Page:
I recently watched an interesting documentary called The Perfect Human Diet, produced and directed by C.J. Hunt. The movie makes the case that for tens of thousands of years, prehistoric men and women of the Paleolithic era survived on what they hunted and gathered, primarily plants, fruits, nuts, seeds and animal products. It wasn’t until the Industrial Revolution that diets changed and people started to eat some unhealthy foods. The movie argues that the perfect human diet is should be based on what prehistoric men and women ate, also known as The Paleo Diet.
While I don’t agree with everything in the movie, specifically the recommendation to eat such a meat-heavy diet and the argument that one diet or way of eating is right for everyone, I do think that it makes some interesting and valid points, namely:
- We need to incorporate more real, whole foods into our diet. According to Dr. Loren Cordain (founder of The Paleo Diet), 70% of the calories in the American diet are from processed foods. We rely too heavily on refined and processed foods for our nutrition. From processed breakfast cereals to highly refined grains in bread, pasta and rice, we are surrounded with foods that are no longer “real” foods and deplete our body of important nutrients. We need to take a step back and return to basics, incorporating more fruits, vegetables, wild-caught fish, free-range poultry and eggs, and grass-fed meats.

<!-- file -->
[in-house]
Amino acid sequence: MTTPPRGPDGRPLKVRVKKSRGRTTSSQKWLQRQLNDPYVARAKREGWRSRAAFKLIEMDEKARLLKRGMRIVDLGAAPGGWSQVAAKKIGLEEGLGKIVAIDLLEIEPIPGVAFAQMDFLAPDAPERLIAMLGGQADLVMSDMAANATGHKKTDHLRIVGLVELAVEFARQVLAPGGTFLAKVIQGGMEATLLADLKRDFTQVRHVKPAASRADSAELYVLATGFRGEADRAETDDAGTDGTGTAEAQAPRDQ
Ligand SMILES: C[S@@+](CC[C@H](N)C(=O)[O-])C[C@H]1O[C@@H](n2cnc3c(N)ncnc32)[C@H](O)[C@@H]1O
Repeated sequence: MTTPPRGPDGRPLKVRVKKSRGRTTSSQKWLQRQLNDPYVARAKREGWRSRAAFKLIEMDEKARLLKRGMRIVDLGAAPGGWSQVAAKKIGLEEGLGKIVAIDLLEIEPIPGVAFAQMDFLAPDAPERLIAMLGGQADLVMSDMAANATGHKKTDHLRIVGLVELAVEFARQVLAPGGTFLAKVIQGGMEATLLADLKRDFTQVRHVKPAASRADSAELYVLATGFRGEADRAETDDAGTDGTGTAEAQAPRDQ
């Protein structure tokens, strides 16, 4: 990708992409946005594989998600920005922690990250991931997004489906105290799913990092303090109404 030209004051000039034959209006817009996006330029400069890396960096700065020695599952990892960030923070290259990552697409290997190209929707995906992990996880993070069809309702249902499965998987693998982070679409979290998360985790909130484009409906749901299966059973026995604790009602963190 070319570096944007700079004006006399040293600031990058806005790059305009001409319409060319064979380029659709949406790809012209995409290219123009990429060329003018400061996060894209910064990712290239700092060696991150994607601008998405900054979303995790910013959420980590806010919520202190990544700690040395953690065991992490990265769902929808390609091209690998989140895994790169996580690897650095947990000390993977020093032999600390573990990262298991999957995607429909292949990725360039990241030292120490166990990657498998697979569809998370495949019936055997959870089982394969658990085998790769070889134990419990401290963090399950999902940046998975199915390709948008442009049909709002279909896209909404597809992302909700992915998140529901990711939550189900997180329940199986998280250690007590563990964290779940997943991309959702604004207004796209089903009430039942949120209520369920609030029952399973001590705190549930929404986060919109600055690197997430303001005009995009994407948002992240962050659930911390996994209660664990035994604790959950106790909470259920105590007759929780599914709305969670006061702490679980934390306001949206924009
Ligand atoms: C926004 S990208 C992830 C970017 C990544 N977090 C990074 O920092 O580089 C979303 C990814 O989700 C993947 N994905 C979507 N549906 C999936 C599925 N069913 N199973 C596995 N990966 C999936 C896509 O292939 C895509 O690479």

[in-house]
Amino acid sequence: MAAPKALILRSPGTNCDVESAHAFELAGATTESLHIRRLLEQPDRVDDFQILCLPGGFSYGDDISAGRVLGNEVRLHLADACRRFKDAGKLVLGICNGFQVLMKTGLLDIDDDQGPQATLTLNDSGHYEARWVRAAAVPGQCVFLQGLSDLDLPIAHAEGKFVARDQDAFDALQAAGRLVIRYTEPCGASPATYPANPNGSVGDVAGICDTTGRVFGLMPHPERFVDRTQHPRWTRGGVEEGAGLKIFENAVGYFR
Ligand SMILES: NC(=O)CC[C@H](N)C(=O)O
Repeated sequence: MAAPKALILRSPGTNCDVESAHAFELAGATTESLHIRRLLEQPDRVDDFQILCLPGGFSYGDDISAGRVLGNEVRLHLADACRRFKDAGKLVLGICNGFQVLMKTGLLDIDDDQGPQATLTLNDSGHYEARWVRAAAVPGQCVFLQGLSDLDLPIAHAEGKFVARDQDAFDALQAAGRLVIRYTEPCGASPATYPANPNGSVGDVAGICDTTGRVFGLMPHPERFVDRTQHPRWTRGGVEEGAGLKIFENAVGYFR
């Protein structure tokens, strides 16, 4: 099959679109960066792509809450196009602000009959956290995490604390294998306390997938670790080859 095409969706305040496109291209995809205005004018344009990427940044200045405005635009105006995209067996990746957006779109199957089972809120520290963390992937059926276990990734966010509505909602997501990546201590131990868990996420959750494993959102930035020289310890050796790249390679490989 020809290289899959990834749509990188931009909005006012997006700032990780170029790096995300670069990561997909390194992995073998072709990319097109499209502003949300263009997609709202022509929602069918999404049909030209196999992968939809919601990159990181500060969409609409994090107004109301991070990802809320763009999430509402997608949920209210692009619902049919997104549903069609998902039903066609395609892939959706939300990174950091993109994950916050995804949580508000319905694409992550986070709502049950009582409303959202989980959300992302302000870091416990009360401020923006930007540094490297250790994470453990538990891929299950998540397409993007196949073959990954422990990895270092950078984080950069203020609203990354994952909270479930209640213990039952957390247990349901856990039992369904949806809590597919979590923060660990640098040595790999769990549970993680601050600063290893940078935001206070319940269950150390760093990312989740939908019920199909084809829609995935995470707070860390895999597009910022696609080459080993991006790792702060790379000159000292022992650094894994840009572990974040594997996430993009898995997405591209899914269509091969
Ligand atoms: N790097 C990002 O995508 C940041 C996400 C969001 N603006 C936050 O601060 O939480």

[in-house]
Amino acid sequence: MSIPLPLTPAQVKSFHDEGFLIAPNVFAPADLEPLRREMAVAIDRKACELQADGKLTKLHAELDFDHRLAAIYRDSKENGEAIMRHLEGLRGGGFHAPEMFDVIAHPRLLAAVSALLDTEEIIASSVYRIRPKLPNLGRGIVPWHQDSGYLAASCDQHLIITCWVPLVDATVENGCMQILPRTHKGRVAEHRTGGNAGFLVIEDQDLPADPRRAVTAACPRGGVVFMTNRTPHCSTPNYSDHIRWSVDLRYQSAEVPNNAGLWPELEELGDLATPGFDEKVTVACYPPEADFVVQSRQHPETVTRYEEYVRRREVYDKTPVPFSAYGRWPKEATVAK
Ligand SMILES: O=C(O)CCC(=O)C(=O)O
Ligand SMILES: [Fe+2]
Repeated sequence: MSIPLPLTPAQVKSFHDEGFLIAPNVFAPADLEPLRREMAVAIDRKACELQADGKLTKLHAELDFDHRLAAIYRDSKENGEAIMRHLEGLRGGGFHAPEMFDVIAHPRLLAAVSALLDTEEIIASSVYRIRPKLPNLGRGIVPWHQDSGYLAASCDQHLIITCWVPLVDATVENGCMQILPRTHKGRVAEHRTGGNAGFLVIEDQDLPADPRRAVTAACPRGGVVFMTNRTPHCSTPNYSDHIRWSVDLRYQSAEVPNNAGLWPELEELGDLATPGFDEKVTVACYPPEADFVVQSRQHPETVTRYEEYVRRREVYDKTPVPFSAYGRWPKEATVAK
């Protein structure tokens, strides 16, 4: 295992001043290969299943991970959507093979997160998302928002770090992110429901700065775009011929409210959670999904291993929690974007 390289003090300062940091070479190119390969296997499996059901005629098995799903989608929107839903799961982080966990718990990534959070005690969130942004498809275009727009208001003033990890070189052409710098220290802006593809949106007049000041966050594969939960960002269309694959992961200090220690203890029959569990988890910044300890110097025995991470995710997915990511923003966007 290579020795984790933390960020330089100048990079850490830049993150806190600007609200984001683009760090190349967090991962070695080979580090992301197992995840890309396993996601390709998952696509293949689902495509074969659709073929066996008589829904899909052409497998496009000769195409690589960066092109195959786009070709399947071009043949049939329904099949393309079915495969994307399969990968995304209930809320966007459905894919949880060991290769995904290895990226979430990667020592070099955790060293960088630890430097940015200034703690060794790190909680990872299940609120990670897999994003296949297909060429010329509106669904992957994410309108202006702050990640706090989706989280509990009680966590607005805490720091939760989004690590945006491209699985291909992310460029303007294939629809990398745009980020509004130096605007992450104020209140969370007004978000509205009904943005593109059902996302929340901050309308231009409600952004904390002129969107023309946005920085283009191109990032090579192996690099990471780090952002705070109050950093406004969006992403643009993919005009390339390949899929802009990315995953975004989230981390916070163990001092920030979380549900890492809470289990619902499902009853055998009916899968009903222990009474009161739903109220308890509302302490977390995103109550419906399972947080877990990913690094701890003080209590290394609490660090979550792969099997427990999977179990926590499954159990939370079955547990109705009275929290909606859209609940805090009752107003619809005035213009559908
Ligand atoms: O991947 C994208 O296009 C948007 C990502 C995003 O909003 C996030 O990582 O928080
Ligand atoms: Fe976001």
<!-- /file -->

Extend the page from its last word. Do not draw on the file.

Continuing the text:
- We need to eliminate sugar from our diet. Sugar is native to India, and was mentioned in sacred texts as early as 2000 B.C. Initially, it was used very sparingly as a pharmaceutical drug – as a sedative, painkiller, sleep inducer, antidepressant, wound healer and preservative. One of the first uses of caramel was as a depilatory for harem ladies. Because sugar is so refined, it has no nutrients and, on the contrary, depletes the body of nutrients because it is so hard to digest. In addition, sugar (as well as other refined grain products, such as white flour, pasta and rice) causes blood sugar levels to rise very rapidly. This gives you short bursts of energy that are quickly depleted and need to be replenished with more sugar. Over time, this can lead to diabetes or hypoglycemia because the pancreas becomes unable to regulate insulin levels.
Everybody’s nutritional requirements are very different, based on their genetic makeup, the environment in which they live and their level of activity. So, one diet is not necessarily appropriate for everyone. Nevertheless, the one simple thing that everyone can do to stay healthy is to reduce or remove refined and processed foods from their diets to make room for more whole, real foods.
I just added some new recipes to my site, including one of my family’s favorites, Oatmeal Blueberry Muffins.
The Scoop on Wheat and Gluten
I’ll be returning to the Greenwich Audubon Center in March to talk about what’s going on with wheat and gluten in our foods and how it affects our health. Come and learn about these ingredients and get the right information. Make your reservations early!
March 5, 2013, 10-11am